Existing remotely actuated magnetic microrobots exhibit a maximum of only five-degree-of-freedom (DOF) actuation, as creation of a driving torque about the microrobot magnetization axis is not achievable. This lack of full orientation control limits the effectiveness of existing microrobots for precision tasks of object manipulation and orientation for advanced medical, biological and micromanufacturing applications. This paper presents a magnetic actuation method that allows remotely powered microrobots to achieve full six-DOF actuation by considering the case of a non-uniform magnetization profile within the microrobot body. This non-uniform magnetization allows for additional rigid-body torques to be induced from magnetic forces via a moment arm. A general analytical model presents the working principle for continuous and discrete magnetization profiles, which is applied to permanent or non-permanent (soft) magnet bodies. Several discrete-magnetization designs are also presented which possess reduced coupling between magnetic forces and induced rigid-body torques. Design guidelines are introduced which can be followed to ensure that a magnetic microrobot design is capable of six-DOF actuation. A simple permanent-magnet prototype is fabricated and used to quantitatively demonstrate the accuracy of the analytical model in a constrained-DOF environment and qualitatively for free motion in a viscous liquid three-dimensional environment. Results show that desired forces and torques can be created with high precision and limited parasitic actuation, allowing for full six-DOF actuation using limited feedback control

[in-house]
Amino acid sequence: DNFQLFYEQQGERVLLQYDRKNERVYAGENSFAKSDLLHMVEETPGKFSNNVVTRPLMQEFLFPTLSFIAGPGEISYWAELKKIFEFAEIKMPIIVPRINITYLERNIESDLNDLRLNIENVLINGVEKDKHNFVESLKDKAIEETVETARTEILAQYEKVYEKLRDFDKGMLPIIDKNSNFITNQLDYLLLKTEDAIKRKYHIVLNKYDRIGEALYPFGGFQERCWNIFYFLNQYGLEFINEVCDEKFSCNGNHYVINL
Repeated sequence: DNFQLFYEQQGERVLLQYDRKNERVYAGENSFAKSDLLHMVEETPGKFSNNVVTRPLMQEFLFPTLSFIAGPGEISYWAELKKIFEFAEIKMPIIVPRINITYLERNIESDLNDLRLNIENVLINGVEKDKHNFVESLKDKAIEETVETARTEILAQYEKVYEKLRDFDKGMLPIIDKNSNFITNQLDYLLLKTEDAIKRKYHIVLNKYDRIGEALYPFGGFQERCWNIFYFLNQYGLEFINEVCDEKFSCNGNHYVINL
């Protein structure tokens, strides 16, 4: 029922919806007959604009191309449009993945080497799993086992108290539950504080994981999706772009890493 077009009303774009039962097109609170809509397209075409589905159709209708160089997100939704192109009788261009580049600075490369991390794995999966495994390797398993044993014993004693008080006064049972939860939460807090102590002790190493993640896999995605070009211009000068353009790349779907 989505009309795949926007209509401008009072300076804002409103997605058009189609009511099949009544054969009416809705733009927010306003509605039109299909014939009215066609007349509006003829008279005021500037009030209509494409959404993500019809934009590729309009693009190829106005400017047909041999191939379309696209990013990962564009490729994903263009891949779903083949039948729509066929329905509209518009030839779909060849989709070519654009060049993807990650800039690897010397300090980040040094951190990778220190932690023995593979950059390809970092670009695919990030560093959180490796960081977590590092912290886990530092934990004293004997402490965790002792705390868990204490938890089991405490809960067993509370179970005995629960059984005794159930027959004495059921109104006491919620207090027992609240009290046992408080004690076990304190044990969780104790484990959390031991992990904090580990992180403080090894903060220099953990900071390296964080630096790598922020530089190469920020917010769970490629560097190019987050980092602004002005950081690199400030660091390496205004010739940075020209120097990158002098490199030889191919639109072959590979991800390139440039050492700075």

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DOI [BibTex]

DOI [BibTex]